Zoom link: https://mcgill.zoom.us/j/89133733565
Metal clusters, with exact numbers of metal atoms and stabilizing ligands, have become a rapidly emerging new area of research. The field offers a great deal of opportunity from new synthesis methods to challenging characterization to photophysical studies of their unique optical and electronic properties.
The structure of several stable clusters will be discussed, as well as several newly isolated materials. The unique properties of clusters will be a main focus in this seminar, especially as they can be tuned by controlling the atomic composition of the materials. These distinctive properties of individual clusters have made them attractive candidates for biomedical imaging, catalysis, photonic devices, and light harvesting. Recent findings in cluster properties as they relate to each of these applications will also be highlighted.
Dr. Kevin Stamplecoskie is an Assistant Professor in the Department of Chemistry at Queen’s University. Trained as a photochemist, he received his Ph.D. with Prof. J.C. Scaiano at the University of Ottawa and performed postdoctoral research at the University of Notre Dame with Prof. Prashant Kamat. In 2019, Dr. Stamplecoskie was awarded the Thermo Fisher Scientific Spectroscopy Award and in 2011 the Gerhard Closs Award in Photochemistry, in recognition for contribution to photochemistry, its use in synthesizing novel materials, and controlling the structure-function relationship of nanomaterials by photochemical methods. Stamplecoskie’s research on synthesizing metal materials has a strong focus on linking the tunable/controllable synthesis of metal nanomaterials with desired optical/electronic properties. Dr. Stamplecoskie is also passionate about promoting science, performing chemistry “magic” shows for children and people of all ages!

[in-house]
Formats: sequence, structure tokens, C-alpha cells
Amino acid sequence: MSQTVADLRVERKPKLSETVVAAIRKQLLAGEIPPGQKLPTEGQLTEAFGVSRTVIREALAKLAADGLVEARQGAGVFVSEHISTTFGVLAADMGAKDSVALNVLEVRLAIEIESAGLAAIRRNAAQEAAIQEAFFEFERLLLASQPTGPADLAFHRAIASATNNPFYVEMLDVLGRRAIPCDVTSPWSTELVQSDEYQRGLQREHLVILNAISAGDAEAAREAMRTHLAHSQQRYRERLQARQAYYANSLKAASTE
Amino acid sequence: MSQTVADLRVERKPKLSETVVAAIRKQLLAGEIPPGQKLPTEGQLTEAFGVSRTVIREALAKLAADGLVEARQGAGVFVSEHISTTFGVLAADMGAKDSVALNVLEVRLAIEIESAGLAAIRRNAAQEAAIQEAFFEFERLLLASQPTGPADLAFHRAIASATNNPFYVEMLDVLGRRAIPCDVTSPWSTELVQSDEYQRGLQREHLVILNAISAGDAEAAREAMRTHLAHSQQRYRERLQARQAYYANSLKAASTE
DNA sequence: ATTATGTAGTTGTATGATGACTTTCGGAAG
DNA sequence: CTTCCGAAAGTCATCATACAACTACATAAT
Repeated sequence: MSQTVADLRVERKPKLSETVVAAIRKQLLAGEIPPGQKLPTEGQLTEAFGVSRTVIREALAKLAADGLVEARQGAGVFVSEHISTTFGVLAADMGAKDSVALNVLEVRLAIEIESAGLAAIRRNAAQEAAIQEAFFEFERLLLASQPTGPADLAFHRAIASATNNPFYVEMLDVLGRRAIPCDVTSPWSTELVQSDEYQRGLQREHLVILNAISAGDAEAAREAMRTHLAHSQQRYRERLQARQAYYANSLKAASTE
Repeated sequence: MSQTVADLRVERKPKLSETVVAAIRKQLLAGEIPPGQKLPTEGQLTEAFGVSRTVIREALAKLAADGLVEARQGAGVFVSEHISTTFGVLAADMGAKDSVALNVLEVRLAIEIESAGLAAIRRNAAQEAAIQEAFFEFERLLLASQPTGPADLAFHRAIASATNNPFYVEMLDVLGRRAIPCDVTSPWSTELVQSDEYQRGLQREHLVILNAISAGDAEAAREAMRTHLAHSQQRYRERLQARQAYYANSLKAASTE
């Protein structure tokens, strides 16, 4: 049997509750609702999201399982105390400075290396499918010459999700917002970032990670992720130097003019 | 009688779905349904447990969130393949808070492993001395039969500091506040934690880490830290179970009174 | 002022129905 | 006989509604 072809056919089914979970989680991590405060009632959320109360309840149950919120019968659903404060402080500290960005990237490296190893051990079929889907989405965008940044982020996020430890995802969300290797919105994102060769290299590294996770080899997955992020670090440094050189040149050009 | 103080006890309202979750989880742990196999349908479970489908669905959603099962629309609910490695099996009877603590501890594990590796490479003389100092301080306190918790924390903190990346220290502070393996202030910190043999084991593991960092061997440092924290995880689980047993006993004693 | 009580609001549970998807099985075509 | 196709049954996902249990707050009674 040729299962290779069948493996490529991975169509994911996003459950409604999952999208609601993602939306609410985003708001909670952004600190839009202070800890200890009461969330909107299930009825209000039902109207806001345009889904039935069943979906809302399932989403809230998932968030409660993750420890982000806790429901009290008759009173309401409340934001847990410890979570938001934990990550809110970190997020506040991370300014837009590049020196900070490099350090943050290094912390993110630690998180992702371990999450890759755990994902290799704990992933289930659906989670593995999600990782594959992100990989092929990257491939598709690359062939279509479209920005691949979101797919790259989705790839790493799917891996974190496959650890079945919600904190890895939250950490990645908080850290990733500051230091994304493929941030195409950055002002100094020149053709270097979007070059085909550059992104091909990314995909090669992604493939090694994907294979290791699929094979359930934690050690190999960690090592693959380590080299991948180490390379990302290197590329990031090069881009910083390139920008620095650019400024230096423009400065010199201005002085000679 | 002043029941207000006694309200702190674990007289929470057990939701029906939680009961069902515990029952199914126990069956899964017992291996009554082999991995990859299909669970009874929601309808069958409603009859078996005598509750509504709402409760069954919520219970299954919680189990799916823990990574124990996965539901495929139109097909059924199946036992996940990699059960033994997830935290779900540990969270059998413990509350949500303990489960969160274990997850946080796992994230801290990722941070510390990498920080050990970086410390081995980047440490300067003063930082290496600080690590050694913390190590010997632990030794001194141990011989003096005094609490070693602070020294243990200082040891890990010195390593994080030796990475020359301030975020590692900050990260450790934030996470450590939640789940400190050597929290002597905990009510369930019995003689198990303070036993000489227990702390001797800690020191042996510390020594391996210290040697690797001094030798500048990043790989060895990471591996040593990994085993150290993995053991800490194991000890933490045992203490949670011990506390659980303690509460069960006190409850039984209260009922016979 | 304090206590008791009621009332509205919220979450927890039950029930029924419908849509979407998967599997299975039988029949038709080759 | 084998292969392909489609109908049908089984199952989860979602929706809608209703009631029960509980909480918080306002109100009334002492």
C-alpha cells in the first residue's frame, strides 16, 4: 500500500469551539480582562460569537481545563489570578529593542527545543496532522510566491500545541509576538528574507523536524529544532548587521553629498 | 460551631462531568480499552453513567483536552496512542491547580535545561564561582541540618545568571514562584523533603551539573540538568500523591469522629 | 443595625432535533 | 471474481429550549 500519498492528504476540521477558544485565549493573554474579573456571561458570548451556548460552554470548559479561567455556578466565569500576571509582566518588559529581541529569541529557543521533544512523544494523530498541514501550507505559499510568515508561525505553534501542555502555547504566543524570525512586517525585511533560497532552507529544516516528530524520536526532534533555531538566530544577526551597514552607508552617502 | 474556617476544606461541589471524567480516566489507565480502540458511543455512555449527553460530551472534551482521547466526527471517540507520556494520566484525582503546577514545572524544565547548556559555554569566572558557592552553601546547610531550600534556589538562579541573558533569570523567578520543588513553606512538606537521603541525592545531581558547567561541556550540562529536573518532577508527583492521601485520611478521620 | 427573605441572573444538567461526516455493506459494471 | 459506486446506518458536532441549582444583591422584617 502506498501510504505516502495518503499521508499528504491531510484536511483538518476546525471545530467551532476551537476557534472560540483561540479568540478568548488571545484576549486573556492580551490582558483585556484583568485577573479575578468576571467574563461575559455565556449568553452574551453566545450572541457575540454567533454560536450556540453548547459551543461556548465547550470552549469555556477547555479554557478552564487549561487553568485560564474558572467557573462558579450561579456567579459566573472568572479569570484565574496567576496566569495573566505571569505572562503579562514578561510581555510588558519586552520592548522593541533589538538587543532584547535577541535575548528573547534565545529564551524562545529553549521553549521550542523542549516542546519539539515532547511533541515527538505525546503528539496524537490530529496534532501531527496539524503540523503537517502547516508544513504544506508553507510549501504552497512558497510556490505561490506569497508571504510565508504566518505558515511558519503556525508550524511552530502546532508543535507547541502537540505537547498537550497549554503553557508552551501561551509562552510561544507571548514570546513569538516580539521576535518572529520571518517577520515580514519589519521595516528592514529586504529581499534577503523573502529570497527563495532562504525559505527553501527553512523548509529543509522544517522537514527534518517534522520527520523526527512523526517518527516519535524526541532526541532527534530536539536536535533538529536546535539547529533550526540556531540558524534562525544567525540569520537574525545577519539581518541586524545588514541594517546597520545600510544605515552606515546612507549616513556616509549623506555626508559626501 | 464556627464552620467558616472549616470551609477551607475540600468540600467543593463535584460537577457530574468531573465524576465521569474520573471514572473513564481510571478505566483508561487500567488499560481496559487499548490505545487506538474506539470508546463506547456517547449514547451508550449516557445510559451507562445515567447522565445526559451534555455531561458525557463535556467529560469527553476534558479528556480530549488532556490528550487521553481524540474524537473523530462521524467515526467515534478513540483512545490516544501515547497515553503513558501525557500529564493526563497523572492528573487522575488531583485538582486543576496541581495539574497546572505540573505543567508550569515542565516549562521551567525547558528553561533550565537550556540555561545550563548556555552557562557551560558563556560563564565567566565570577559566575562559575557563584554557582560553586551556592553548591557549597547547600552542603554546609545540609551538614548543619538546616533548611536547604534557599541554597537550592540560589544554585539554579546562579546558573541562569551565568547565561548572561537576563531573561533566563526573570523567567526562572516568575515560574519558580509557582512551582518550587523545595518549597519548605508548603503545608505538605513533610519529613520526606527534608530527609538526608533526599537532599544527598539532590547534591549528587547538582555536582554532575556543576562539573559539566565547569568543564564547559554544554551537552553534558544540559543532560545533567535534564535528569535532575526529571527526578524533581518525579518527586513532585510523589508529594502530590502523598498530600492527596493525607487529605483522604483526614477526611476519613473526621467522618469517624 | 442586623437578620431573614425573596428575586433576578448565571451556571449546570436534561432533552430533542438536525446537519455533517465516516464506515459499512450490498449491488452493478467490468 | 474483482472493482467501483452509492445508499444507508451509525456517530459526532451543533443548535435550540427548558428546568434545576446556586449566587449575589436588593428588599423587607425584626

As the Principal Investigator of ‘The Stamplecoskie Group’ at Queen’s University, Dr. Stamplecoskie has fostered a productive and collaborative work environment comprised of talented students from diverse backgrounds. The broad goal of the group is to develop new photonic materials with tunable optical properties for application in several research focus areas: light-harvesting and solar energy, advanced optical electronics, chemical sensing and biomedicine. The engineering of new photonic materials relies heavily on the fundamental understanding of material properties, which is often referred to as the 'structure-function relationship'. In the pursuit of novel photonic materials, there is a culture of excitement for understanding materials at the molecular level and using this understanding to drive innovation.
The Stamplecoskie Group is a mix of both graduate (Ph.D. and M.Sc.) and undergraduate students and consists of both domestic and international students from a variety of countries, including France, Brazil, and India. These students come from a range of chemistry backgrounds, in organic and inorganic synthesis, as well as in cell design and electrochemistry; with one common goal of advancing photonic materials research.